Addressing the mass discrepancy problem, Peralta de Arriba et al. (2014, hereinafter PdA14) demonstrated that mass discrepancy does not depend on redshift, and instead scales with galaxy compactness, defined as the  offset from the stellar mass–size distribution of ETGs in the nearby Universe. PdA14 derived an empirical scaling of  with  and  such that


which implies a breakdown of homology.

The galaxies analysed by PdA14 cover a wide redshift range () and come from diverse, heterogeneous sources. In this work, we analyse the  relationship over a narrow redshift range around . Hence, we exclude systematic effects on the data and evolutionary effects on the galaxy population, which could plausibly have affected previous work.

The core data set are 10 velocity dispersion measurements of 9 extremely compact massive ellipticals at , taken with the 10.4 m Gran Telescopio Canarias (GTC), 6 of which are new measurements that we describe in detail. We combine these data with velocity dispersions from the literature and draw a sample that covers stellar masses and effective radii ranging from ‘normal’ to the most compact massive galaxies. This sample is ideal to show whether, at a narrow, cosmologically distant epoch, the deviation between dynamical and stellar mass follows the scaling relationship proposed by PdA14. We use a large sample of massive galaxies to further test the predictions by comparing two snapshots in cosmic time.

The paper is organized as follows. In Section 2, we describe the samples used in the paper: massive compact galaxies at (Section 2.1), the additional data at (Section 2.2) and the nearby reference at (Section 2.3). In Section 2.1.1, we also report the recent  values for our new six massive compact galaxies, extracted from the Rainbow Cosmological Surveys data base (see Pérez-González et al., 2008; Barro et al., 2011a, b); while in Section 2.1.2 we describe the aperture correction for the velocity dispersions. In Section 3, we explain the spectroscopic observations (Section 3.1), data reduction (Section 3.2) and velocity dispersion measurements (Section 3.3). Accurate sky subtraction, done by implementing the method of Kelson (2003) within the reduceme package111 (Cardiel, 1999), is demonstrated in Appendix A, while the robustness of our velocity dispersion measurements is shown in Appendix B. In Appendix C, the reduced spectra and the fits are plotted. Appendix D gathers the structural parameters for the sample. We compare dynamical and stellar masses in Section 4, confirming the dependence on compactness. In Section 5, we study the relationship between ,  and  (the stellar mass plane), and use this information to constrain a generic evolution mechanism in Section 5.1. In Section 5.2, we compare our results with numerical simulations of dry mergers. The discussion is presented in Section 6, while the conclusions are given in Section 7. We adopt the concordance cold dark matter cosmology (=0.3, =0.7,  = 70 km s Mpc); at , 1 arcsec corresponds to 8.01 . The stellar masses assume a Salpeter initial mass function (IMF); where necessary, we have used the relationships in Longhetti & Saracco (2009) to convert stellar masses from the literature to this IMF.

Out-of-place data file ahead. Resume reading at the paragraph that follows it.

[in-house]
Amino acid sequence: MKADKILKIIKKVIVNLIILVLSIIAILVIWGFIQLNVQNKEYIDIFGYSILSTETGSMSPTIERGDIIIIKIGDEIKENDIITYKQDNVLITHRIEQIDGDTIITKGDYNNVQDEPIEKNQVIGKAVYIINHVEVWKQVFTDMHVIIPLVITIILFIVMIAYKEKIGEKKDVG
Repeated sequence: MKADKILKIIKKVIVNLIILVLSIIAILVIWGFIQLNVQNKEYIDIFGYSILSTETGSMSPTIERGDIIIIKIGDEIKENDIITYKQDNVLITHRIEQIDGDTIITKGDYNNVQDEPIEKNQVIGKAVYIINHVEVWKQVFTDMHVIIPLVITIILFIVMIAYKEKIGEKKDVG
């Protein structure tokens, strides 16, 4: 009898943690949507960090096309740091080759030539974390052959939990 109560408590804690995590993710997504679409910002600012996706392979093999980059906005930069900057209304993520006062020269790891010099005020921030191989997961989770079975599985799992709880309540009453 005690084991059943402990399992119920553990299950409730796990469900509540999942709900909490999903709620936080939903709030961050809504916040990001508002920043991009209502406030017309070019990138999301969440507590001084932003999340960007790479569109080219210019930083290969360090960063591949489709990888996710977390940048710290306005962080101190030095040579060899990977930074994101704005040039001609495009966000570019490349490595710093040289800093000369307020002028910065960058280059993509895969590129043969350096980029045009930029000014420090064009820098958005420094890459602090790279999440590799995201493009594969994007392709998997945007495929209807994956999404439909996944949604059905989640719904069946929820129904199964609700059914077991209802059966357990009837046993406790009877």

2 Samples

Figure 1: Images of the six massive compact galaxies at , from the Hubble Legacy Archive. These images were taken with ACS through the F814W filter ( band). They are combined images and were smoothed using a Gaussian filter with a standard deviation of 1 pixel. Each panel shows a galaxy at its centre and covers 5 arcsec on a side. Galaxy identifications are shown in the top left corner of each panel. A scale bar of 5 kpc is shown in each panel. Dotted lines represent the slits used in the spectroscopic observations.

The core sample for this study is a set of nine massive compact galaxies at for which our group obtained spectroscopy on two runs with the Optical System for Imaging and low-Intermediate-Resolution Integrated Spectroscopy222 on the 10.4 m GTC. Data for four galaxies obtained in the first run are described in Martinez-Manso et al. (2011, hereinafter MM11). The present paper fully describes the data from the second run, including sample selection and characterization (Section 2.1), spectroscopy and velocity dispersion determination (Section 3).

We expand this massive compact galaxy sample with data from the literature to create a sample with a broad coverage of the  plane (Section 2.2).